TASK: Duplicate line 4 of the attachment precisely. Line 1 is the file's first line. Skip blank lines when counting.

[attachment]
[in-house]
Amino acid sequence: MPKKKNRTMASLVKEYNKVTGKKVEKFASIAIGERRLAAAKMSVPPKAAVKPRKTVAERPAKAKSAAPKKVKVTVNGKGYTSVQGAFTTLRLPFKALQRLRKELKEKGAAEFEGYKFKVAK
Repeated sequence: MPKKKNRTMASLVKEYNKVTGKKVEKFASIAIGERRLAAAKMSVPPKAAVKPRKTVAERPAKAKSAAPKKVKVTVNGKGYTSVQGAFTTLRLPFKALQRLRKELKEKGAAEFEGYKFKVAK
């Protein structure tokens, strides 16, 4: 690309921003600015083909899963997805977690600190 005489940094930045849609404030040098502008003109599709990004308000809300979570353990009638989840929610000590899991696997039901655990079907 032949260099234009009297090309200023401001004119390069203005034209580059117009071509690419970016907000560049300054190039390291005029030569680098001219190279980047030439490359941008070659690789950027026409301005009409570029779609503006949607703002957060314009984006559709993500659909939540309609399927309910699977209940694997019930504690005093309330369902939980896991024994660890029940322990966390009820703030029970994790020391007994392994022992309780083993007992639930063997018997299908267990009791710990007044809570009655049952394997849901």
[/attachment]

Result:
């Protein structure tokens, strides 16, 4: 690309921003600015083909899963997805977690600190 005489940094930045849609404030040098502008003109599709990004308000809300979570353990009638989840929610000590899991696997039901655990079907 032949260099234009009297090309200023401001004119390069203005034209580059117009071509690419970016907000560049300054190039390291005029030569680098001219190279980047030439490359941008070659690789950027026409301005009409570029779609503006949607703002957060314009984006559709993500659909939540309609399927309910699977209940694997019930504690005093309330369902939980896991024994660890029940322990966390009820703030029970994790020391007994392994022992309780083993007992639930063997018997299908267990009791710990007044809570009655049952394997849901």